11. I tend to like angsty or hurt/comfort fics as long as there's not too much graphic/adult subject matter...some of the things people come up with for any fandom, really...
  12. I love reading fanfiction! It's one of my guilty pleasures, since the vast majority of the time I'll be procrastinating on several important assignments while I read lol. I usually read Star Trek Reboot (ST2009) fanfictions, particularly the angsty ones that focus on Jim. I love me some hurt!Jim. In fact, it's probably unhealthy how much I enjoy reading hurt!Jim fics haha. I agree with what Wicquor posted above about OC's/OOC fics. They are really irritating unless I need something to brighten my day and the author warns readers that the fic is a crack one with lots of OOC-ness. I don't ship very often, particularly not with Jim. I've always felt like Jim is more of a "married to the job" kind of guy, especially because 1) in The Original Series his relationships with women never work out, and 2) he loves his ship. He truly loves it, as people who've seen Into Darkness can testify. However, I get really irritated when people put him in a relationship with Spock, because it's canon that Spock's with Uhura. I also get irritated when people make Jim be part of any homosexual relationship, because the reboot movies clearly show that he is heterosexual, meaning that it's canon. That brings me to another topic - I strongly dislike fics that ruin canon. Unless the author warns the readers that it's an AU (of an AU...lol) and the writing is actually of excellent quality. Otherwise, I probably won't read past halfway through the first chapter. I visited the HP fandom a couple times and got scared so I've stuck with Star Trek 2009 fics.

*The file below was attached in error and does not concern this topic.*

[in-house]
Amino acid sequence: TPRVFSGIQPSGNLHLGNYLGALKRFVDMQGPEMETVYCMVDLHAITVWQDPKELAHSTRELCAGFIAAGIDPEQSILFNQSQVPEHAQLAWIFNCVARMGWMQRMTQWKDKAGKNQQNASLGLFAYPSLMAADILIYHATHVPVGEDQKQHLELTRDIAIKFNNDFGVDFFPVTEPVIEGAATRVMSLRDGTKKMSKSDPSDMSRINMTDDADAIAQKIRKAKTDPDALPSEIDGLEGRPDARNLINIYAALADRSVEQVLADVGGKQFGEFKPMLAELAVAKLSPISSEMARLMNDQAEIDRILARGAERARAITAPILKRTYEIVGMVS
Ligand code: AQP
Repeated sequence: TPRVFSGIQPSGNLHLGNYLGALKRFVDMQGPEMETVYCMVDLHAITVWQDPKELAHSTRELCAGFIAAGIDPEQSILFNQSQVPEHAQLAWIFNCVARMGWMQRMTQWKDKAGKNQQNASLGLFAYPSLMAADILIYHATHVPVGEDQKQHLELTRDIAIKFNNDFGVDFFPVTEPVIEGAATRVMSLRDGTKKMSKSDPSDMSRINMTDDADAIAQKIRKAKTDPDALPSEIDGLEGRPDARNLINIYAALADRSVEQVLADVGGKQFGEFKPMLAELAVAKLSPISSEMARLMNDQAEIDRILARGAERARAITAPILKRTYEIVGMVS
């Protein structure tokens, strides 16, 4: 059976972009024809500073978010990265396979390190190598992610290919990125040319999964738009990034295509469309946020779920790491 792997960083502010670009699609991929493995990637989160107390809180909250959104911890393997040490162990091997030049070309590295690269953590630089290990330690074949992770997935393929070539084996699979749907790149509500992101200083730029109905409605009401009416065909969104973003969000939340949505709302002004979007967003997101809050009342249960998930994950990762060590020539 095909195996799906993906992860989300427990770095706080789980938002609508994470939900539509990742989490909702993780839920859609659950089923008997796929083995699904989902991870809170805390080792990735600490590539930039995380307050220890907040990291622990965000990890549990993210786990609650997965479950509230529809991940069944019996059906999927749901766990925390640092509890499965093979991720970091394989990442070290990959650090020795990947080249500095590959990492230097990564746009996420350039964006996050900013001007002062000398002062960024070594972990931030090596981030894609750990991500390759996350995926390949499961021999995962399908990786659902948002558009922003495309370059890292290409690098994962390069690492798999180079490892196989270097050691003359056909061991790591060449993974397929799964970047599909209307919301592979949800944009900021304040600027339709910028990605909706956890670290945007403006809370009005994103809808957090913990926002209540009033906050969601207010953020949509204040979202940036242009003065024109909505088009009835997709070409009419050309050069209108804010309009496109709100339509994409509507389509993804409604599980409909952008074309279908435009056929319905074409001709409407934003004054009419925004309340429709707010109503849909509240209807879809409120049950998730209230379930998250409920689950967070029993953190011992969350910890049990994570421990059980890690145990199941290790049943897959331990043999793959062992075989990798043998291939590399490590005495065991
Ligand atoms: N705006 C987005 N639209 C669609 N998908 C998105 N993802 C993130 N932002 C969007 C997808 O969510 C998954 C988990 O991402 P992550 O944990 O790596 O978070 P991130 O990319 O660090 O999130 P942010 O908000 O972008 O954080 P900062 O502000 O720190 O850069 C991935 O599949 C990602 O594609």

13. IOP

    Taking opportunities while they are still available (not waiting until it's too late)-"When You Are Old" by Yeats